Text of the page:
By Beverly Gadson-Birch
Illegal guns and drugs are permeating black communities and destroying black men in unparalleled numbers since slavery. Is it happenstance or by design? What has led up to these murders is nothing short of orchestrated genocide. It began with a two-tier educational system and drug dealers dumping loads of guns and drugs into the black community. Fathers got hooked on drugs and abandoned their children. Mothers took on two or three low-paying jobs to make ends meet while leaving children home alone to raise themselves. How do we dig ourselves out of this systemic disingenuous mess?
Yesterday, there were three reported killings of young black men—two in North Charleston and one West Ashley—all killed within 12 hours. Before I could wrap my hands around this widespread violence that has become commonplace in black communities, I received a call that my nephew-in-law, an ex-professional football player for the Baltimore Ravens and NY Giants, was shot four times in Charlotte, NC. Details are sketchy at this time, but he is reportedly in stable condition.
I am an old school girl. We talked things over whenever someone offended us. The biggest disagreement back in the day, that seemed to garner some attention, was at a dance if someone stepped on your shoes. The dispute ended in an apology or a shoving match. Even if there was retaliation, rarely would someone end up dead. Retaliation was little more than gathering up your boys to kick butts. And drive-by shootings were unheard of. If parents knew something was brewing, they intervened and prevented the discord from escalating. Where are the parents of these young men that are committing violent acts and terrorizing neighborhoods? Where are they? Where are our leaders? Where are the clergies? Why are you invisible? Well, so much for the good ole days when my biggest fears were rats, roaches and snakes.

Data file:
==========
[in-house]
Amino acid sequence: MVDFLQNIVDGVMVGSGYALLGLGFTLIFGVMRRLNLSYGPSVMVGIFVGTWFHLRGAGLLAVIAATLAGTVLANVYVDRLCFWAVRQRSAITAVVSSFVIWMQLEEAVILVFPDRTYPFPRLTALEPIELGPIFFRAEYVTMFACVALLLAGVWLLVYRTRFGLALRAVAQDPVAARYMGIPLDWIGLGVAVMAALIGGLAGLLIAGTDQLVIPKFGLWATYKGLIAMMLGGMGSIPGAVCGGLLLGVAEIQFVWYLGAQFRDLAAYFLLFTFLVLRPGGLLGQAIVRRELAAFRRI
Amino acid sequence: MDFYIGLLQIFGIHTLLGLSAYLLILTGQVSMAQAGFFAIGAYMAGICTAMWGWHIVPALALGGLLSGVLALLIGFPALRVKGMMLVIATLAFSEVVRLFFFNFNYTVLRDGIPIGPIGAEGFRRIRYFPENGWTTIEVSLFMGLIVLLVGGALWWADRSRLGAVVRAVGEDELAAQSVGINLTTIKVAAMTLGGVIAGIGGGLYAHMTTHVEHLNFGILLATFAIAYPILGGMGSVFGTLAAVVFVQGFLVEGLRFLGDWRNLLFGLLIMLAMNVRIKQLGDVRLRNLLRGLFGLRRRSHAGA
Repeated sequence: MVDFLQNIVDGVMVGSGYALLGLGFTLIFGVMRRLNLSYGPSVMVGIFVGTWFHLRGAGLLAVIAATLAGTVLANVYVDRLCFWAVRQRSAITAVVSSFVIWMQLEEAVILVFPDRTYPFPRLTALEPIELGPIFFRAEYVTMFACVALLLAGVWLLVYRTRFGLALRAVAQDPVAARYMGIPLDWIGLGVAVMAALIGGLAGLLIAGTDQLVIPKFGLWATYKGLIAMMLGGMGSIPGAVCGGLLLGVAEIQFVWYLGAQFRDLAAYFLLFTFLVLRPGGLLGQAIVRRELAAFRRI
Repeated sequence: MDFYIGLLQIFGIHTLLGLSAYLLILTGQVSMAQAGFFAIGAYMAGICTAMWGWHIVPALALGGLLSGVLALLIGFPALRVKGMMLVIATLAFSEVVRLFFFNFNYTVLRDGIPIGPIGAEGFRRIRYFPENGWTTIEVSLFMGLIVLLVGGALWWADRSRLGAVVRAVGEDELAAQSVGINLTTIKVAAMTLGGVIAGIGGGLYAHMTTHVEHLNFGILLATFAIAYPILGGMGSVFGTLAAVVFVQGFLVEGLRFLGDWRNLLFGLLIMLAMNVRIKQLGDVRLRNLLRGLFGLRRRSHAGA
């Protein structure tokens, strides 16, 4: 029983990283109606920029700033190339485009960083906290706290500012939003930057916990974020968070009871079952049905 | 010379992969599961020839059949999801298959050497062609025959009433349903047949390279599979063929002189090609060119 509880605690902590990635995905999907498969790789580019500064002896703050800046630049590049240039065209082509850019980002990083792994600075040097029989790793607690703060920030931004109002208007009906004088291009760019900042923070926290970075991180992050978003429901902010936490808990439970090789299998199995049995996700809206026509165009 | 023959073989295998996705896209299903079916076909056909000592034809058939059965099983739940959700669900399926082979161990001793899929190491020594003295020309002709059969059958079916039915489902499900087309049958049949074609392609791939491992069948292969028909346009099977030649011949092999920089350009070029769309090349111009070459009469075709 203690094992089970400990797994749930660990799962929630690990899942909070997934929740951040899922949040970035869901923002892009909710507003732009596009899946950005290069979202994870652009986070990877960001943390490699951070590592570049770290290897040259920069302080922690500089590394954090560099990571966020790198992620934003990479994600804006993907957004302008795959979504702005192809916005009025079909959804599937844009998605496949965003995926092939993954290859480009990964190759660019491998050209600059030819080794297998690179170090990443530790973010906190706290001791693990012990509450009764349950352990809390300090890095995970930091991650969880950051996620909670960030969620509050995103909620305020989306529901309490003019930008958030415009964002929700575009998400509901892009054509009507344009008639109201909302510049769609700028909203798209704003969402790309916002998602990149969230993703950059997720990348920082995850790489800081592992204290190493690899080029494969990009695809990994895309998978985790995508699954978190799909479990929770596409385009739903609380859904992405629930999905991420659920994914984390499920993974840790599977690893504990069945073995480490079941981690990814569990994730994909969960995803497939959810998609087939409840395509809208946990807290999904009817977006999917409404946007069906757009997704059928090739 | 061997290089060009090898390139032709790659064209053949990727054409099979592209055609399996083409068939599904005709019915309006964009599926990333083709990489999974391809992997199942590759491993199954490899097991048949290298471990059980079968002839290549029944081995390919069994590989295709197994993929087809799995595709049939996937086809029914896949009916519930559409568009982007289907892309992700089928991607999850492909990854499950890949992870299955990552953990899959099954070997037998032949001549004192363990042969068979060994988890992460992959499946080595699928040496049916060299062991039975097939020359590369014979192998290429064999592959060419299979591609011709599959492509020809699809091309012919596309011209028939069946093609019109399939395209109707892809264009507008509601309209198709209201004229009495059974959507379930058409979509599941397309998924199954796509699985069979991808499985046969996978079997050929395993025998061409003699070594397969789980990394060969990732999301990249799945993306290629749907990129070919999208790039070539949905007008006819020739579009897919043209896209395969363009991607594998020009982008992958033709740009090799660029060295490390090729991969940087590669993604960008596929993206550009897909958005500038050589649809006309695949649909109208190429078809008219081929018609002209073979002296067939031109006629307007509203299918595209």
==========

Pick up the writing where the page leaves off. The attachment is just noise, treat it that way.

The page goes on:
The lion share of murders is happening in North Charleston and Mayor Summey has yet to take a stand against crime in his city. There are nine failing schools in Charleston County School District and eight are in North Charleston. North Charleston has two failing high schools—North Charleston and R.B. Stall High; and, two excellent rated—Academic Magnet and School of the Arts. The enrollment disparity speaks for itself. The two failing high schools are predominately black and brown; two successful high schools, predominately white. Is there any wonder why crime is out of control in the city? Who ‘da heck cares?
The Mayor has been silent on the issue of education as well. The problem is not just a black problem. It’s a community problem. Crime has no boundaries. We are either in the boat together or all out. You either sink or swim. There is no in between. Folks don’t like to hear the truth; but the truth is all I know. I know y’all didn’t ask me, but I have to speak it like I see it. We can expect more of the same if we continue electing persons to office who don’t give a rat turd about building families and healthy communities. It’s all about fattening their nest, employing their family, awarding contracts to their friends and maintaining the status quo while the rest of us are left to deal with dark money or no money; minimum wage jobs or joblessness; minimally adequate education or failing schools; ghetto or get out; healthcare or health neglect; food desert or food bank, etc., and the disparities goes on and on and on.
White folk, y’all need to listen up. My ancestors put up with back-breaking work in cotton and tobacco fields while temperatures soared well above 100 degrees. Slavery time is over. These young black whippersnappers today ain’t gonna put up with your foolishness. Y’all ‘scuse my grammar. Y’all better own this thing and stop pretending y’all ain’t got nothing to do with this mess. It may be in the black community today, but just wait!!
We have got to desensitize young black males regarding the long and short term effects of drugs and guns. Education must begin in the home, church and school, basically in that order. It’s about reprogramming and providing opportunities for young people. It’s about redirecting resources that are being spent in white communities and redeveloping black communities, community resource and sports centers, after school and high tech programs and a first-class educational system that produces scholars and not criminals.
I still want to know: “Where ‘da heck are our black leaders? Where are our clergies? Y’all know who you are. Come out with your hands up!!”
This article originally appeared in the Charleston Chronicle.